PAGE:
Which is cheaper? Buying records online or buying in shops?
Our scientific method was to each buy the same set of albums – and we thought that buying a set from one artist might be the best way. The question was, which musical act should we pick? We didn’t want to be saddled with Neil Young’s ’80s output, or any albums featuring Liam Gallagher released after 1995.
It’s funny how musicians can have a great album, or run of albums, and then put something out that for a myriad of reasons, perhaps substance-related or tired-from-a-life-on-the-road-related, falls flat.
And it’s usually when I jump on board.
The number of times over the years I have fallen in love with a band’s back catalogue, bought all the albums, and then finally caught up. They’re about to release a new album! It’s the morning of release, I hurry over to the record shop, five ninety-nine in sweaty hand,* ready to hand over to a moody goth at the counter.
Of course, it’s almost always that release that the band decided they’d have an off-day.
Sometimes it’s hard not to take it personally. It’s as though they wait for me…
“What’s that? Steve’s finally caught up with us has he? Right, time to dig out that jazz fusion LP we’d always wanted to record…”
Or to put it another way, I’m sure we can all remember exactly where we were when we first heard “Be Here Now”, R.E.M’s “Monster” ** or that second Razorlight CD…
To be fair, if ever any musicians (God forbid) read this blog, they’d probably feel the same way.
“It’s never been as good as that first Beatles series he did….”
Back to the matter in hand…
We chose an artist who managed a run of eight great albums in a row. This artist also managed two live albums in that time. Their back catalogue is desirable and is still relatively affordable.
But who has a great eight-album unbroken run?
We started with the obvious: The Beatles.
“Thirteen albums. All classics” I stated confidently.
“Hmm.” My friend Chris had a think. “Beatles For Sale” and “Yellow Submarine” are pretty average” he countered.
He looked up the albums on his phone. “I know it’s a bit sacrilegious to say so, but they had kind of run out of puff at the time of Beatles For Sale – they’d been on tour a lot and it’s full of cover versions. The run from “Help!” to the one before Yellow Submarine – The White Album – is……..only six albums.
“Surely there are better runs than that?” I countered, “The Stones?”
“Not unless you think “His Satanic Majesties Request” or “Goats Head Soup” are all-time classics…” said Chris in a tone of voice that suggested if I did think that I would need my head examined. We put their best run at four albums from Beggar’s Banquet to Exile.
We examined our phones again. We reckoned six albums up to “Blonde on Blonde”. Whilst decent enough, perhaps John Wesley Harding contained insufficient rock-solid Dylan bangers and thus fell short of classic status?
Wikipedia was getting a run out. We were in danger of increasing their funding need for the year.
We decided Neil Young only managed three studio albums in a row before “Journey Through The Past” stunk the place out.
“The Ditch Trilogy plus Zuma makes four before American Stars and Bars, but there’ll be debate around Time Fades Away in the middle of that lot. Not least by Neil Young.”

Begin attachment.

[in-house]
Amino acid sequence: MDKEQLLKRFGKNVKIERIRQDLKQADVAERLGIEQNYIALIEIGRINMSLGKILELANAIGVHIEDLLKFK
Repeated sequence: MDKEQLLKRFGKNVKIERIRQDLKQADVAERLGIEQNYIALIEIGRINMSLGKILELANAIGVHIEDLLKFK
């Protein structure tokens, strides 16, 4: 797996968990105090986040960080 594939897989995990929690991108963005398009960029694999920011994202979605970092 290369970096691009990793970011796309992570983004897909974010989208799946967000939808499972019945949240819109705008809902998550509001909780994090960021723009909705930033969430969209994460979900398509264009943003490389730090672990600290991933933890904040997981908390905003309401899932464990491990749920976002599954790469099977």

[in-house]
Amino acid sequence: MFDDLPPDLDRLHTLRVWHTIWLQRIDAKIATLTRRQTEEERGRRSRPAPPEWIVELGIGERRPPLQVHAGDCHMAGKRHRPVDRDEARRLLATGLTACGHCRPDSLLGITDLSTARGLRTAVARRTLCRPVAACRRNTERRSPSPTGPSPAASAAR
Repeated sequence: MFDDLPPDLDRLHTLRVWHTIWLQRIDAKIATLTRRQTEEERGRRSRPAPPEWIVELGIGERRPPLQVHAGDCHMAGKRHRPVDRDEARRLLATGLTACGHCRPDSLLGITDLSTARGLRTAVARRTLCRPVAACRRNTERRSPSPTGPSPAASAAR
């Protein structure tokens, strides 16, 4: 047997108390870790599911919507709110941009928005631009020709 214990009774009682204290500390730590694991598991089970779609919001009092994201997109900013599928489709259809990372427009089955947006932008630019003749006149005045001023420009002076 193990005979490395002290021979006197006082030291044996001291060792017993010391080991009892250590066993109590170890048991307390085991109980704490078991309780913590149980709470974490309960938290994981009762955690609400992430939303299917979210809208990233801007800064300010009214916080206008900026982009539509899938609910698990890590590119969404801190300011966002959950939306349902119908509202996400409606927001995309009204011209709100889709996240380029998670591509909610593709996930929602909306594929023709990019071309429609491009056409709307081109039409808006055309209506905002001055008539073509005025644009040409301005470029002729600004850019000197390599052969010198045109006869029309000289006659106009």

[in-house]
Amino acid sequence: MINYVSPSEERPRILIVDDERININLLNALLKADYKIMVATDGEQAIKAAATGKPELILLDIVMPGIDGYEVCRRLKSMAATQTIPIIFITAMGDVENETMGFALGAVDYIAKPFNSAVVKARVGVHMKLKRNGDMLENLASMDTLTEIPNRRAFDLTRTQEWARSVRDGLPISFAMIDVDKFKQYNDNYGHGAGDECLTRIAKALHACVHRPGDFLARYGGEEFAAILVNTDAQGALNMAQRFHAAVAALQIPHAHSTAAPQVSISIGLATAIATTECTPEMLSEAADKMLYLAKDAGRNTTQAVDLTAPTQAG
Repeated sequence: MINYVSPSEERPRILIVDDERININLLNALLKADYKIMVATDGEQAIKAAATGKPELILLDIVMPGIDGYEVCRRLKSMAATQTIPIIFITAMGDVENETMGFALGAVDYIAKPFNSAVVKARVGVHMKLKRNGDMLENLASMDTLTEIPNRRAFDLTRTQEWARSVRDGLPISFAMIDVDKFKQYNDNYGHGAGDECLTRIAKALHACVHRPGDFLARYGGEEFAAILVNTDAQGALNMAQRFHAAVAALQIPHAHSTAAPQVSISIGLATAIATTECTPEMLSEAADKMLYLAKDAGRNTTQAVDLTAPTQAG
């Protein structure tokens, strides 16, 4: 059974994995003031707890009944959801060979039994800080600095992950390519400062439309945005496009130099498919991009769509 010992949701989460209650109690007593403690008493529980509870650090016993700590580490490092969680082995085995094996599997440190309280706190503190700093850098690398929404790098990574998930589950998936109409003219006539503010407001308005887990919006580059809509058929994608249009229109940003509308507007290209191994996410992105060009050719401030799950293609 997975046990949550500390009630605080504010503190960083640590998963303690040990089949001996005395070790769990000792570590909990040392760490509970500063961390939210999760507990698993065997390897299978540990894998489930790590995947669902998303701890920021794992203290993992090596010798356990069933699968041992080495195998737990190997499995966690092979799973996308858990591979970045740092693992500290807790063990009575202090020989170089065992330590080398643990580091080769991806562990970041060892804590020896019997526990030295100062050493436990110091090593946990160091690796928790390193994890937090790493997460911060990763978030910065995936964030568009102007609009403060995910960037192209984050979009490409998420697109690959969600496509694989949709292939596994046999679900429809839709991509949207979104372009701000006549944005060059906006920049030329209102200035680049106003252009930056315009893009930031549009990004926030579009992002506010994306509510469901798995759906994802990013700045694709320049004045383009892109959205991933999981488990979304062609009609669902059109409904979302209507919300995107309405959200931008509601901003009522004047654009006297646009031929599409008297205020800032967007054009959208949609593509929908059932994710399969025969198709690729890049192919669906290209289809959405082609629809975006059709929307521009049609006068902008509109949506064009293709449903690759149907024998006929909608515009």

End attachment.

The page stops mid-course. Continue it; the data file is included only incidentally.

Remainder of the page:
We mused on what we did about settling such arguments before the advent of smartphones. Did we go to libraries to satisfy our knowledge? Discographies seemed unlikely material to appear in such important depositories of knowledge as Pears Cyclopaedia or even the 1984 Smash Hits Annual. We decided that libraries probably kept strict hours anyway and people likely just went down the pub and whoever seemed the most certain won the argument.
Did “Presence” or “In Through The Out Door” drop the standard slightly? Either way, that was still an impressive six or possibly seven album stretch.
So who managed eight in a row?
Bowie? Well, yes. In fact we agreed that Bowie managed up to a dozen, depending on your love of The Man Who Sold The World or Let’s Dance.
Rather than re-run the whole conversation, here’s a pictorial representation of what we came up with. It’s clearly subjective, and you’ll have your own favourites. Feel free to hurl gentle abuse in the comments section if we’ve dissed your favourite. Apologies to fans of The Killers, (especially if you liked Side B of Hot Fuss)…
Her run of albums on Atlantic Records from “I Never Loved A Man The Way That I Love You” to “Young, Gifted and Black” is as strong as almost any run in popular music. You might even include the gospel album Amazing Grace as a ninth. It sold two million copies. It’s great.
….If you like that sort of thing.
From a record collector’s perspective, there’s some nice plum Atlantic labels of the kind Led Zeppelin collectors pay hundreds for. Doubtless there will be variations on a theme there too…
And Aretha’s albums are just about affordable still. Without generalising too much about the record collecting fraternity, it does appear that sixties and seventies soul / RnB is more desired in 7″ form than it is on album, and this keeps demand for the albums (and therefore prices) on an even keel.
We set ourselves the task of picking up each album for less than a tenner, if we had enough time.
So we began.
And as I tell you what happened, we’ll also take a look at the stories behind Aretha Franklin’s run of eight great LPs too…
- *showing my age here.
- ** Monster actually sounds good now, but seemed a crushing disappointment at the time.